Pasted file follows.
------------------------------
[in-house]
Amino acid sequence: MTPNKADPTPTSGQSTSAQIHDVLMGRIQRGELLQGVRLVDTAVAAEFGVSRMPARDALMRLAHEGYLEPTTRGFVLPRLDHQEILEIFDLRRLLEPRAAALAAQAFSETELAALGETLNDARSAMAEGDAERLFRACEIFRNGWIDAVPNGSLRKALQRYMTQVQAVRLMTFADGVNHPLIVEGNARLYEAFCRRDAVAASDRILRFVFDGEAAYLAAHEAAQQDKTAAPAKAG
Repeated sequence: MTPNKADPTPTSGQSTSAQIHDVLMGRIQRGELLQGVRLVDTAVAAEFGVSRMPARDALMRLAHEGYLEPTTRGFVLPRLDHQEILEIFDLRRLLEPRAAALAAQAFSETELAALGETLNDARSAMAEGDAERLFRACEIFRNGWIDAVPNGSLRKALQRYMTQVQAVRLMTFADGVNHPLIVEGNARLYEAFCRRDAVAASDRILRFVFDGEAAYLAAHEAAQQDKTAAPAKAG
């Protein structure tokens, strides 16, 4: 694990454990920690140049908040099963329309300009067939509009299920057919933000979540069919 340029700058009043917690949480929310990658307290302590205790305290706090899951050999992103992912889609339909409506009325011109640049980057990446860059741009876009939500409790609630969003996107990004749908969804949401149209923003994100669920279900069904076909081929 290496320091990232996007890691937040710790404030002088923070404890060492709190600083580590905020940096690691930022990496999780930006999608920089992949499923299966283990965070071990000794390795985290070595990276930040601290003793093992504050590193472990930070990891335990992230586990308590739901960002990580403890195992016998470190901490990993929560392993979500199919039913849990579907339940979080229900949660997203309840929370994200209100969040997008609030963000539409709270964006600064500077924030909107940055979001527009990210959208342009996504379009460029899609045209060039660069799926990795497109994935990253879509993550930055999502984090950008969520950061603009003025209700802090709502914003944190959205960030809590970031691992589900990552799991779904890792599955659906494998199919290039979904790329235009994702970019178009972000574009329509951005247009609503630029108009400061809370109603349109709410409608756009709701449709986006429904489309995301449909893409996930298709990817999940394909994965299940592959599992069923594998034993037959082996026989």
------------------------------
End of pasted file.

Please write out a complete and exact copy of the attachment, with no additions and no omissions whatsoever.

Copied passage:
[in-house]
Amino acid sequence: MTPNKADPTPTSGQSTSAQIHDVLMGRIQRGELLQGVRLVDTAVAAEFGVSRMPARDALMRLAHEGYLEPTTRGFVLPRLDHQEILEIFDLRRLLEPRAAALAAQAFSETELAALGETLNDARSAMAEGDAERLFRACEIFRNGWIDAVPNGSLRKALQRYMTQVQAVRLMTFADGVNHPLIVEGNARLYEAFCRRDAVAASDRILRFVFDGEAAYLAAHEAAQQDKTAAPAKAG
Repeated sequence: MTPNKADPTPTSGQSTSAQIHDVLMGRIQRGELLQGVRLVDTAVAAEFGVSRMPARDALMRLAHEGYLEPTTRGFVLPRLDHQEILEIFDLRRLLEPRAAALAAQAFSETELAALGETLNDARSAMAEGDAERLFRACEIFRNGWIDAVPNGSLRKALQRYMTQVQAVRLMTFADGVNHPLIVEGNARLYEAFCRRDAVAASDRILRFVFDGEAAYLAAHEAAQQDKTAAPAKAG
């Protein structure tokens, strides 16, 4: 694990454990920690140049908040099963329309300009067939509009299920057919933000979540069919 340029700058009043917690949480929310990658307290302590205790305290706090899951050999992103992912889609339909409506009325011109640049980057990446860059741009876009939500409790609630969003996107990004749908969804949401149209923003994100669920279900069904076909081929 290496320091990232996007890691937040710790404030002088923070404890060492709190600083580590905020940096690691930022990496999780930006999608920089992949499923299966283990965070071990000794390795985290070595990276930040601290003793093992504050590193472990930070990891335990992230586990308590739901960002990580403890195992016998470190901490990993929560392993979500199919039913849990579907339940979080229900949660997203309840929370994200209100969040997008609030963000539409709270964006600064500077924030909107940055979001527009990210959208342009996504379009460029899609045209060039660069799926990795497109994935990253879509993550930055999502984090950008969520950061603009003025209700802090709502914003944190959205960030809590970031691992589900990552799991779904890792599955659906494998199919290039979904790329235009994702970019178009972000574009329509951005247009609503630029108009400061809370109603349109709410409608756009709701449709986006429904489309995301449909893409996930298709990817999940394909994965299940592959599992069923594998034993037959082996026989």